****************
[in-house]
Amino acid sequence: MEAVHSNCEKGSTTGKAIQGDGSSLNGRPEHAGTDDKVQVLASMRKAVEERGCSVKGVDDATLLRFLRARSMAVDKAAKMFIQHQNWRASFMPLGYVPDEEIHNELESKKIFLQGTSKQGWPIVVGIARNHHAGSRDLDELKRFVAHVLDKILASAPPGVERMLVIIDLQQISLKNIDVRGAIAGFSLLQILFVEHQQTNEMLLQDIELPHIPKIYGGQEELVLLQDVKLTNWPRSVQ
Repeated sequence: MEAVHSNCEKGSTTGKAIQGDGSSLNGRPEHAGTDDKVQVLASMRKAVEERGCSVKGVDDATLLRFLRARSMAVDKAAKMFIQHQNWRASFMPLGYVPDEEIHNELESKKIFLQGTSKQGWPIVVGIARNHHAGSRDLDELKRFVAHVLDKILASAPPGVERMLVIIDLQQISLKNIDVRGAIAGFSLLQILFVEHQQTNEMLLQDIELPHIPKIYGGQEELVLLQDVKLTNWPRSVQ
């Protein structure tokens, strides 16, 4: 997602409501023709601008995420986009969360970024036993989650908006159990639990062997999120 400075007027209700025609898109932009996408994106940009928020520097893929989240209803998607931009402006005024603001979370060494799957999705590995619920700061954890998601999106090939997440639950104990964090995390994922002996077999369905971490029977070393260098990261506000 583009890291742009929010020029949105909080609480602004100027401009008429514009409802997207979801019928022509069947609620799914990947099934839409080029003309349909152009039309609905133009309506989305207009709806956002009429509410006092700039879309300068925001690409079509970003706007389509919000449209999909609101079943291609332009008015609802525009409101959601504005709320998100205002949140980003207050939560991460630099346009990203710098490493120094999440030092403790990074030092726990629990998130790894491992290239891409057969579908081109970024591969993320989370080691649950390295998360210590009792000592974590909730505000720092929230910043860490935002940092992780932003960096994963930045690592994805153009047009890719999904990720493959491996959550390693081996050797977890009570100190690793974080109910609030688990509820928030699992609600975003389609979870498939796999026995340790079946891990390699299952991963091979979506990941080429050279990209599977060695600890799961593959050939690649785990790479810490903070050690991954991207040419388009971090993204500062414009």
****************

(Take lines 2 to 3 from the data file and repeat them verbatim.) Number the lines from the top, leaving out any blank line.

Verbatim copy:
Amino acid sequence: MEAVHSNCEKGSTTGKAIQGDGSSLNGRPEHAGTDDKVQVLASMRKAVEERGCSVKGVDDATLLRFLRARSMAVDKAAKMFIQHQNWRASFMPLGYVPDEEIHNELESKKIFLQGTSKQGWPIVVGIARNHHAGSRDLDELKRFVAHVLDKILASAPPGVERMLVIIDLQQISLKNIDVRGAIAGFSLLQILFVEHQQTNEMLLQDIELPHIPKIYGGQEELVLLQDVKLTNWPRSVQ
Repeated sequence: MEAVHSNCEKGSTTGKAIQGDGSSLNGRPEHAGTDDKVQVLASMRKAVEERGCSVKGVDDATLLRFLRARSMAVDKAAKMFIQHQNWRASFMPLGYVPDEEIHNELESKKIFLQGTSKQGWPIVVGIARNHHAGSRDLDELKRFVAHVLDKILASAPPGVERMLVIIDLQQISLKNIDVRGAIAGFSLLQILFVEHQQTNEMLLQDIELPHIPKIYGGQEELVLLQDVKLTNWPRSVQ